Solute Effects in Aquifer Cleanup/Hazardous Waste Treatment by Oxy-Radical Processes

Gary R. Peyton, Michelle A. Smith

Research output: Book/Report/Conference proceedingTechnical report


Ground water which has been contaminated by improper disposal of organic chemicals is usually cleaned up either by air stripping or granular activated carbon adsorption, both of which still leave a pollution problem when "treatment" is completed. Several Illinois Superfund sites are candidates for cleanup of ground water, and Illinois EPA is now facing the problem of how best to clean these sites, using as much on-site technology as possible. Oxy-radical processes have been shown to be powerful methods for the destruction of organic compounds in water. Photolytic ozonation, in particular, has been proven effective for the complete conversion of organic compounds to carbon dioxide and water, organochlorine to chloride, etc. However, some solutes present in ground water (e.g. sulfate, phosphate, and bicarbonate) are known hydroxyl radical scavengers and may interfere with treatment, if present in high concentrations. On the other hand, the scavenging products, which are radical anions, are known to react preferentially with some organic compounds. The purpose of the research was to investigate the extent of natural solute interference/enhancement of important treatment reactions, to determine concentration ranges in which the effects become dominant upon the kinetics of oxy-radical treatment processes, and to identify any classes of compounds for which treatment reactions may actually be enhanced by the presence of such solutes.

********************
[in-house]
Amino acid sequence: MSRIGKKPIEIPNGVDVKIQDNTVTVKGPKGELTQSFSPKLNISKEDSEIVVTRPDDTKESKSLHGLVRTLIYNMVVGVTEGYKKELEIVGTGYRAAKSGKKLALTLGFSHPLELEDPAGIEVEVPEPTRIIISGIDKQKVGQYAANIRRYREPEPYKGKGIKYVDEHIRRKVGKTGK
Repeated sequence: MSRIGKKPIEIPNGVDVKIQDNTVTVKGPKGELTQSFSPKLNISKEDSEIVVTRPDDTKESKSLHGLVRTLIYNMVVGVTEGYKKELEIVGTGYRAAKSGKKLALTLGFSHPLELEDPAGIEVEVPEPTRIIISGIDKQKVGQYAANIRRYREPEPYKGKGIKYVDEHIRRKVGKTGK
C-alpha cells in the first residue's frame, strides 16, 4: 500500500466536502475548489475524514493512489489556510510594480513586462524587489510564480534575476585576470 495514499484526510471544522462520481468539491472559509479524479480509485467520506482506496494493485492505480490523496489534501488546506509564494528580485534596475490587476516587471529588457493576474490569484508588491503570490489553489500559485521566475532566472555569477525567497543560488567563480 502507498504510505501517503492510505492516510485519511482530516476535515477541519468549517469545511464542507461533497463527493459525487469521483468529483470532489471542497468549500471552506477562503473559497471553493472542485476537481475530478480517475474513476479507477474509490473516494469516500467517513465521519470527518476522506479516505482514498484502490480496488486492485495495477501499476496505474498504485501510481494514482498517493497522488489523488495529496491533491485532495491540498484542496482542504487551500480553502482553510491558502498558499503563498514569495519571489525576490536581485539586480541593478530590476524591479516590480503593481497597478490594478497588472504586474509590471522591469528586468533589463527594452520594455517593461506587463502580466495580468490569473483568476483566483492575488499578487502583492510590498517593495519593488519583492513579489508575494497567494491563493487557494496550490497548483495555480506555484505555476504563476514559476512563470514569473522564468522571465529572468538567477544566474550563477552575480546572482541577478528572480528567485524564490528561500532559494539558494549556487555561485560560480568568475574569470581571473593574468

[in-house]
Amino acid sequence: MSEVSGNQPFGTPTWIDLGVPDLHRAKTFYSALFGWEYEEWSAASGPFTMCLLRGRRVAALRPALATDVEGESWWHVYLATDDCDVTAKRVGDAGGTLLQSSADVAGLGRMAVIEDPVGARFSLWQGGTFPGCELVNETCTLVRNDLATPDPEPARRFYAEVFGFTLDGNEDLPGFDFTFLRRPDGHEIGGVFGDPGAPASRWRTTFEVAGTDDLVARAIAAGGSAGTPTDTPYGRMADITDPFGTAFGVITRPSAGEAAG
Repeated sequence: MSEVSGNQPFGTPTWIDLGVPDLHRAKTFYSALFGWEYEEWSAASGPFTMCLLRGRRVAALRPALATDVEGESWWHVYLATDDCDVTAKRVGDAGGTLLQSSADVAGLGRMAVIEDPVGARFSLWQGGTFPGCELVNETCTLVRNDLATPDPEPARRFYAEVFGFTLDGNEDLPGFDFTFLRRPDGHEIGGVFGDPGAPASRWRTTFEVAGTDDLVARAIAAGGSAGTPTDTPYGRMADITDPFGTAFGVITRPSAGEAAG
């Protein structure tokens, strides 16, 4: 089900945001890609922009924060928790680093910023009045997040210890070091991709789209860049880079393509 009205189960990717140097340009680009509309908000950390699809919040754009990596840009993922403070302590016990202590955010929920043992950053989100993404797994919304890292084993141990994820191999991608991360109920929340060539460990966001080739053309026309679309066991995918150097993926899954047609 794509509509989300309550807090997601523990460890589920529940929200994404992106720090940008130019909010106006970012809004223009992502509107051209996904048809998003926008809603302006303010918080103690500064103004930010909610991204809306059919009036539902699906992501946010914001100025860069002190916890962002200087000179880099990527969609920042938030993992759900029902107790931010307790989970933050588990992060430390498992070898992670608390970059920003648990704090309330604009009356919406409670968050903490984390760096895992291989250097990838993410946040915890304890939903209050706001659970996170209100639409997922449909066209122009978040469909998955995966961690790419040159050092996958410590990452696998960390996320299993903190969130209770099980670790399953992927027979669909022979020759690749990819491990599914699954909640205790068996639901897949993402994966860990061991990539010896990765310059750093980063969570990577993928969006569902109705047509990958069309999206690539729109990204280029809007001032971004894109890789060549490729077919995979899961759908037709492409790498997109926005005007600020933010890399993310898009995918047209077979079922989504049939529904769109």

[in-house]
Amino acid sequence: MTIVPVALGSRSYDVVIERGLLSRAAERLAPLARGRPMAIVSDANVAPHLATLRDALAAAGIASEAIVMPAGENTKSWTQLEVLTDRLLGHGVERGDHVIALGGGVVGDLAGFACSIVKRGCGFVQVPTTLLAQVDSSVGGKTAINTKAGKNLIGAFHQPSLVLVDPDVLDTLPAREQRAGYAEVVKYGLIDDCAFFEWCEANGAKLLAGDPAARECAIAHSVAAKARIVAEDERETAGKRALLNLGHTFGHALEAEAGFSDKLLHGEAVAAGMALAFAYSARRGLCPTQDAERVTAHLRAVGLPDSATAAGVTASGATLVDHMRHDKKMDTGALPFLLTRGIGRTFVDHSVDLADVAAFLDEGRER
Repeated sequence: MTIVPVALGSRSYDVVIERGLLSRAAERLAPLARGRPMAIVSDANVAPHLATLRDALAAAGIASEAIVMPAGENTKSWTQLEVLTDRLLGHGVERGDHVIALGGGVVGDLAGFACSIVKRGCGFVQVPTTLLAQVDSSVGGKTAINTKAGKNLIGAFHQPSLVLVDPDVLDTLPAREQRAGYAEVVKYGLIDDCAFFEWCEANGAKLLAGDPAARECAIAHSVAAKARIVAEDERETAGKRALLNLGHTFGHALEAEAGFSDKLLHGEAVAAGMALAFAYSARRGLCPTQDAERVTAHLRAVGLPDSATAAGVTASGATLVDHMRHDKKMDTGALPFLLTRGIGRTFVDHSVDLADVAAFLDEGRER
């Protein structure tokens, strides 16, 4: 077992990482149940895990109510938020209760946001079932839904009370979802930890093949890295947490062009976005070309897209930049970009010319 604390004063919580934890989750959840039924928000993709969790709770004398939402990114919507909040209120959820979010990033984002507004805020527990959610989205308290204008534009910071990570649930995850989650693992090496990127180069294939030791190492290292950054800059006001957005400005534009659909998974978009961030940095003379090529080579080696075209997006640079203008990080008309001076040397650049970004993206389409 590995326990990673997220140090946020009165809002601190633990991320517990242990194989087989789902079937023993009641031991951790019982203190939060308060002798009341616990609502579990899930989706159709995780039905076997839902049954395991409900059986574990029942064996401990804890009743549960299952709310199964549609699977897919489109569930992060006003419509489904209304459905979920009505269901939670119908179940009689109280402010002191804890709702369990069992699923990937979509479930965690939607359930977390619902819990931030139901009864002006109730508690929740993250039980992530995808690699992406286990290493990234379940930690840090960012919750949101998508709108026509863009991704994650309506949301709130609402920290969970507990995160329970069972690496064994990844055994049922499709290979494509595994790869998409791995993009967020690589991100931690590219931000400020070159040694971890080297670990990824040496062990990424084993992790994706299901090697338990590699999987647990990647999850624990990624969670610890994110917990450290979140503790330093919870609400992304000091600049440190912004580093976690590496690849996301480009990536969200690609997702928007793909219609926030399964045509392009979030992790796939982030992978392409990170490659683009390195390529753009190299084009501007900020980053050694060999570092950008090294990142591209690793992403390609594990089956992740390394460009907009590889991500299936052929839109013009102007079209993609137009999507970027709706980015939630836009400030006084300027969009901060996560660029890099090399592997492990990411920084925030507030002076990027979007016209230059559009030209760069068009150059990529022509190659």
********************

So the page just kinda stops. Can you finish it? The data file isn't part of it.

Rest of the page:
Original languageEnglish (US)
Place of PublicationChampaign, IL
PublisherHazardous Waste Research and Information Center
StatePublished - 1988


  • Groundwater -- Purification
  • Hazardous waste site remediation -- Illinois
  • Groundwater -- Purification -- Ozonation


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